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--that must be it. or worse, they attacked the lesbian and gay community. to me, that is the most bizarre. i cannot get my head wrapped around this. they say we must do something about lesbians and gays. really? why? what are they doing? [laughter] you have heard? -- you have not heard? they want to get married! [laughter] and? [laughter] they want to get married! what is my reason to be concerned about that? well, you see, the gay people
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start getting married. then all of the street people have to get divorced. [laughter] there is only so much marriage in america and they won it for themselves. [laughter] and um -- these are serious people. up more just print marriage licenses? [laughter] is it that hard to do? i do not think the real problem in america is the more people want to make loving, lasting relationships with each other. look at the kardashian is. that is not the main problem. [laughter] do not attack a diversity. -- do not attack me diversity.
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the diversity of the country is not our greatest weakness. it is going to be the source of every solution we have. it is because we have every faith, color, class, every kind of human being in the world right here in the united states of america. we get along. not perfectly. but i have been to countries with two ethnic groups that by all the time -- that fight all the time. two. it with two?ake [laughter] in california, they of 36 languages in the elementary schools. they do not fight over that. bring out the lego's and they
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will fight over those, but they do not fight over ethnicity. we're getting better at that. as tough as it is, we're the best in the world at it right now. we make it work. it is a miracle in human history of what we do every day. it is a miracle in human history. [applause] we have a long way to go. taking steps backward is not going to make it better. protect the diversity. restore the prosperity. that is the way forward. how do you restore the prosperity? one way you might want to restore the prosperity is to stop dumping tons of money, more money than any industrial country in a world -- in the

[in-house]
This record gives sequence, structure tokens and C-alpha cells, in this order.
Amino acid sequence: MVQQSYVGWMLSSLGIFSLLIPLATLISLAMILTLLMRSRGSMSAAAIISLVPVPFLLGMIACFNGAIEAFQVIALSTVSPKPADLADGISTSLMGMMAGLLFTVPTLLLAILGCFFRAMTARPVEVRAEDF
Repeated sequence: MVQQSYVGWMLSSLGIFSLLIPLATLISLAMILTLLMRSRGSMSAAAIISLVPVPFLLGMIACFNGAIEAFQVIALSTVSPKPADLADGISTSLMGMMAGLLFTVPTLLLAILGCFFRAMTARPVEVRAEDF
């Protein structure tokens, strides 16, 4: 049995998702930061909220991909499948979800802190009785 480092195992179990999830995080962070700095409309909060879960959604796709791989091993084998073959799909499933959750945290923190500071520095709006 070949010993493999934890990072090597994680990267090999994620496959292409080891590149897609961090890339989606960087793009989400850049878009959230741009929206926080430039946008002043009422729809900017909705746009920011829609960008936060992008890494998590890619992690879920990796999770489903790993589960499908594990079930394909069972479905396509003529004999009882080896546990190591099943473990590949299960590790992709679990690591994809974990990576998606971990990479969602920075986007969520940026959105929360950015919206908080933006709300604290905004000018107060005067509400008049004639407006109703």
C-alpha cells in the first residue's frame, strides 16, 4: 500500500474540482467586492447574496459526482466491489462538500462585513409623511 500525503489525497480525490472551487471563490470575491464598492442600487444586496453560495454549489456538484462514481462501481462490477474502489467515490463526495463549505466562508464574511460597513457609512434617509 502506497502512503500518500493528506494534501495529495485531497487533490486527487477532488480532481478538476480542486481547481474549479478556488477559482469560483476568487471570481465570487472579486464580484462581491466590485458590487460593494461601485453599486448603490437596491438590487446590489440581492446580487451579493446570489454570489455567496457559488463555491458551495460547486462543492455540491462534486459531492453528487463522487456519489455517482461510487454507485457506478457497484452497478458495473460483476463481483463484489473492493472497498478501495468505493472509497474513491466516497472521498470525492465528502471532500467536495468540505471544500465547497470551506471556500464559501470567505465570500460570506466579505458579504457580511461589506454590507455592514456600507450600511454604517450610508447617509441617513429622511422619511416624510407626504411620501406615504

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world into a system that does not give us something back. the health care system is a checke on the good growth of the country. you know more about the mouth than i do. -- you know more about the i found it on the internet. we spend three times as much money in our health-care systems as the entire dp of india. it is wrong, blank google. but i would not be surprised. bddp of india is still relatively small -- the gdp of india is still relatively small. why do our insurance companies
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need to spend three times as much money to try to keep us from getting a pill as the people in india used to live. there is something wrong. there is this argument we have to have now about what is in the way of us being able to reinvent and renew and rebuild the american dream. when i say the american dream, some people react funny and they should. i do not mean the american fantasy. do you know what the american fantasy is? everybody is going to be rich. i am going to ride my credit cards out to the suburbs, give me a mcmansion, an x-box and get a big flat screen tv to cover up the holes in my life.
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i will be happy. that is not the american dream. that is the american fantasy that has led to an american nightmare. that is dying out on its own. there is no defense. but do not throw the baby out with the bathwater. the first thing that dr. king said about his dream in that beautiful speech in 1963 -- by the way, he was 33. did you know that? he was 33 years old -- the march on washington. do not count out young people. you act like martin luther king was 97. [laughter] he was dead at 39. i am 33 -- i am of 43. i would have to call him kiddo. i do not speak or occupy wall